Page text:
Koya’s location in London Fields feels like a no-brainer for a low-key catch-up. It’s a tiny spot open until 10pm with tempura and curry udon bowls, kara-age, and a load more. Given its in-and-out space, this Koya isn't as comfortable as other places but there are cosy corners to pitch up in and come summer, the pavement seating makes for a breezy dinner spot. 


Dr.Noodle’s little white-tiled New Cross space only has eight or so tables, but you’ll find this place is popular with friends and solo diners alike. SE4 locals come to this handmade noodle specialist prepared, with bags jingling from the off licence and rumbling stomachs asking for beef broth. The bowl of soups are excellent, as are the bouncy noodles, and there are decent rice and vegetarian options for those less-inclined to a deep-fried frankfurter.

Walk up to Eat Vietnam most nights of the week and you’ll find huddled bodies inside its doorway. The reason being, this Vietnamese spot in Deptford is making some of the best food around. Its summer rolls are plump and proud, filled to the brim with prawns and herbs, and the same goes for its broths and crispy pancakes. Bear in mind that this is a restaurant that SE8 locals (and those from further afield) know and love, so a call ahead doesn’t go amiss.

We’re big fans of Fish, Wings & Tings and not just because it falls under the logic of fun to say, fun to do. Danclair’s is from the same people and conveniently located around the corner in Brixton Village Market. They even serve Fish, Wings & Tings’ excellent cod fritters, but you’ve got pepper prawns, BBQ pork ribs, and homemade chicken empanadas on the sharing plates menu too. The rum punch is perfect for kicking off an overdue catch-up and the huge mural on the wall will add a little colour to any casual weeknight dinner. 

This Kurdish spot in Peckham is immensely popular for its BYOB policy and big juicy shawarmas, but it’s the ‘falafel beauty’ that has us coming back. Not only is Yada’s whole heartedly delicious—soft lamb in fragrant pomegranate and walnut stews, piles of rice and stuffed vegetables, pistachio hummus, crispy chunks of chicken shawarma are favourites—but it’s also a place to be. Groups pitch up for the night, dates cosy up by the wall, and everyone pops to the shop for another bottle.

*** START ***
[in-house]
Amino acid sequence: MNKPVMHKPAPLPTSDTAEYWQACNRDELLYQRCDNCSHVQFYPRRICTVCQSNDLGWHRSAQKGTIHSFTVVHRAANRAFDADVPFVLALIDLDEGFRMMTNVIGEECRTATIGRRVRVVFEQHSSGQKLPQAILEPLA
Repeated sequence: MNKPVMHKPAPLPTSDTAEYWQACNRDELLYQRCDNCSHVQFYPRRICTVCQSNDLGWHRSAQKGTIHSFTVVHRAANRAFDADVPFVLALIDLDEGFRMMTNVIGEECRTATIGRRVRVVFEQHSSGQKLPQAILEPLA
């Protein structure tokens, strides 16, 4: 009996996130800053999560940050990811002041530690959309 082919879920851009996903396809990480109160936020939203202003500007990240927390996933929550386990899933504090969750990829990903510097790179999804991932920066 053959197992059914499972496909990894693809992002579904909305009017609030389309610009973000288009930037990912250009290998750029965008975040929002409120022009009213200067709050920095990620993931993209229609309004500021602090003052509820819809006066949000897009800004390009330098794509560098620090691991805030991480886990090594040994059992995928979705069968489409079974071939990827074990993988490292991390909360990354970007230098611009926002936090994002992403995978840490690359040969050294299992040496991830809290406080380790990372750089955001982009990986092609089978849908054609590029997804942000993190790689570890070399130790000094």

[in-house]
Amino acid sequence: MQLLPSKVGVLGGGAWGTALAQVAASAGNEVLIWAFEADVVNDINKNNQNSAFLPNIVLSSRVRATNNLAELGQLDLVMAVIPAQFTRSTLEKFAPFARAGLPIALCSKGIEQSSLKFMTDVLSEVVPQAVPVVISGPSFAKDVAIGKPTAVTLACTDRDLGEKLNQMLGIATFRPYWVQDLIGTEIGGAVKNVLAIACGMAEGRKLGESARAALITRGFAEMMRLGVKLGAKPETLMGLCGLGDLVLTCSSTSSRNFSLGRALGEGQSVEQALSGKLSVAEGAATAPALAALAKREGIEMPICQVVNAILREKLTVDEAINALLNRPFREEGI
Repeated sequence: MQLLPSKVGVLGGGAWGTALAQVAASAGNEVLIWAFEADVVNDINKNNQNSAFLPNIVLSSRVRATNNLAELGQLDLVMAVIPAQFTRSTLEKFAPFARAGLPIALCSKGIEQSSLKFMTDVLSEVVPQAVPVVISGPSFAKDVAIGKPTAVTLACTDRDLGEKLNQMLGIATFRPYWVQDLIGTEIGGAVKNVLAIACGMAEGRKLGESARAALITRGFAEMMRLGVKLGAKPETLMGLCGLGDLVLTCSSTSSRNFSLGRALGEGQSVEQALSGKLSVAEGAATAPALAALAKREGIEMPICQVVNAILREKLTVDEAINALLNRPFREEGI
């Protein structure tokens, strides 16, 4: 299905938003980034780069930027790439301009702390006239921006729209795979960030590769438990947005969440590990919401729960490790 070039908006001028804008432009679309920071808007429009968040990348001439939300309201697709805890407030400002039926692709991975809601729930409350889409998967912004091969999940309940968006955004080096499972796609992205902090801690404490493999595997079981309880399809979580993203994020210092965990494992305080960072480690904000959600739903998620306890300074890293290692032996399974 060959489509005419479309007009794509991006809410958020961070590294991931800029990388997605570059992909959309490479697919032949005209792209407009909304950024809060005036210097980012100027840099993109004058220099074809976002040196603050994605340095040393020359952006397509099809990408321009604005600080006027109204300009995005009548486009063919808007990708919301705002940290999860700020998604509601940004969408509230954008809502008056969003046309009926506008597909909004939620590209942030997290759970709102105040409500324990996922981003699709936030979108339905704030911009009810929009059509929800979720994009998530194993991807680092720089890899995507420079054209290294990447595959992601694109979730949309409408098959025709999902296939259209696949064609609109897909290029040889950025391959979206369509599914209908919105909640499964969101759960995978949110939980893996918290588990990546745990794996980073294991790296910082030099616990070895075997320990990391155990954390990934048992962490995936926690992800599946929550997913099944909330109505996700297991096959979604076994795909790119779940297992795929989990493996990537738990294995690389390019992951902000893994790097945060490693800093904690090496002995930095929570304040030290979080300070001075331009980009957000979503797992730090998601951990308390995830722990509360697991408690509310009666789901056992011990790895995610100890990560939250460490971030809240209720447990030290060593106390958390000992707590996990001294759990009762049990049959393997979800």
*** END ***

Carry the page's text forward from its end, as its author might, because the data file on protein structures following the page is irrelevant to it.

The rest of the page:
An evening spent sharing Nandine’s beharat fries and kubba dumplings is a good evening indeed. The Kurdish restaurant on Camberwell Church Street isn’t just a good and affordable restaurant—it’s just a great restaurant for pretty much any occasion. The narrow space mixes tables big and small, but is the perfect setup for anyone looking to share meltingly good aubergine platters or tender seven-spice chicken shish straight from the ocakbasi grill.

Pizza is a great and affordable unifier and, for some people, so too are negronis that are under a tenner. Theo’s has both and they’re just two of the reasons we’ll always love this sourdough pizza spot with locations in Camberwell and Elephant and Castle. The former is our favourite for date night, with whitewashed walls and candlelit wooden booths, but both are eternally easy choices for a brilliant-value and no-brainer dinner.


Happily, there’s no need for a reservation at this airy Persian spot off Kensington High Street, which is ideal for an impromptu midweek dinner. Start by getting some freshly baked naan—that you’ll smell as soon as you walk in—and a mixed mezze starter. The chicken biryani is really great, as are the charred lamb chops, but the koobideh is some of the juiciest around and the star dish. The hefty portions mean you almost always end up getting some to take away which is always a plus. 

Given that you can order everything from Tsiakkos & Charcoal’s menu for £35—from unsocially garlic-packed tzatziki, to pork and chicken souvlaki, to a hefty bowl of moussaka, to sweet slow-burnt pork shoulder—it’s easy to understand why the Greek spot in Notting Hill is such a favourite among groups of friends. It'll push you a little over a £50 for two budget, but in this part of London it can't be beaten for its good times, holiday-feeling atmosphere.